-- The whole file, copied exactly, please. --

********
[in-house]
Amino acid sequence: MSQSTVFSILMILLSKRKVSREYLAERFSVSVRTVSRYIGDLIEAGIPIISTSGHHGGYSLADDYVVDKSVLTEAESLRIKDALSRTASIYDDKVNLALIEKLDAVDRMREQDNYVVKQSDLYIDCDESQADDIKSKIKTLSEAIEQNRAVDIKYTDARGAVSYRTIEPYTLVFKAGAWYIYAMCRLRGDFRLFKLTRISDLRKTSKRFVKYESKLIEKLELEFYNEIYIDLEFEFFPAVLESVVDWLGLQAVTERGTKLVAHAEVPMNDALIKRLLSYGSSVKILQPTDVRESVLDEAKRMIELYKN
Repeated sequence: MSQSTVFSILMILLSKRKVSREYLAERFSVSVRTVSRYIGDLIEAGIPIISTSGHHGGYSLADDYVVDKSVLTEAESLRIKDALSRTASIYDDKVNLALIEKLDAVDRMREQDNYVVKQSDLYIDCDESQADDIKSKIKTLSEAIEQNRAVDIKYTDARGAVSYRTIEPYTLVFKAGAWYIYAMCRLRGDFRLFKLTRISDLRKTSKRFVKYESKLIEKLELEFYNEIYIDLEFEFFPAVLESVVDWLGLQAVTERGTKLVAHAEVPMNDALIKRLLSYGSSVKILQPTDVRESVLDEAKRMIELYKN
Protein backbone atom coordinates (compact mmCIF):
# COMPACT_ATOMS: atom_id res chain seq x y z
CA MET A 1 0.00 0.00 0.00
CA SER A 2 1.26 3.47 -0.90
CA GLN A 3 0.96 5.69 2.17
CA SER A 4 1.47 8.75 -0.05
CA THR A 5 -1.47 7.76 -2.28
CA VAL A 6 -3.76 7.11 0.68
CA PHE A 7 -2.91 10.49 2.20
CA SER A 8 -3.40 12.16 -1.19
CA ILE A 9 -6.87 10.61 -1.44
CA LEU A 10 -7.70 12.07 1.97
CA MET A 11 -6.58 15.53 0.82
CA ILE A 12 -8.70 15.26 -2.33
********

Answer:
[in-house]
Amino acid sequence: MSQSTVFSILMILLSKRKVSREYLAERFSVSVRTVSRYIGDLIEAGIPIISTSGHHGGYSLADDYVVDKSVLTEAESLRIKDALSRTASIYDDKVNLALIEKLDAVDRMREQDNYVVKQSDLYIDCDESQADDIKSKIKTLSEAIEQNRAVDIKYTDARGAVSYRTIEPYTLVFKAGAWYIYAMCRLRGDFRLFKLTRISDLRKTSKRFVKYESKLIEKLELEFYNEIYIDLEFEFFPAVLESVVDWLGLQAVTERGTKLVAHAEVPMNDALIKRLLSYGSSVKILQPTDVRESVLDEAKRMIELYKN
Repeated sequence: MSQSTVFSILMILLSKRKVSREYLAERFSVSVRTVSRYIGDLIEAGIPIISTSGHHGGYSLADDYVVDKSVLTEAESLRIKDALSRTASIYDDKVNLALIEKLDAVDRMREQDNYVVKQSDLYIDCDESQADDIKSKIKTLSEAIEQNRAVDIKYTDARGAVSYRTIEPYTLVFKAGAWYIYAMCRLRGDFRLFKLTRISDLRKTSKRFVKYESKLIEKLELEFYNEIYIDLEFEFFPAVLESVVDWLGLQAVTERGTKLVAHAEVPMNDALIKRLLSYGSSVKILQPTDVRESVLDEAKRMIELYKN
Protein backbone atom coordinates (compact mmCIF):
# COMPACT_ATOMS: atom_id res chain seq x y z
CA MET A 1 0.00 0.00 0.00
CA SER A 2 1.26 3.47 -0.90
CA GLN A 3 0.96 5.69 2.17
CA SER A 4 1.47 8.75 -0.05
CA THR A 5 -1.47 7.76 -2.28
CA VAL A 6 -3.76 7.11 0.68
CA PHE A 7 -2.91 10.49 2.20
CA SER A 8 -3.40 12.16 -1.19
CA ILE A 9 -6.87 10.61 -1.44
CA LEU A 10 -7.70 12.07 1.97
CA MET A 11 -6.58 15.53 0.82
CA ILE A 12 -8.70 15.26 -2.33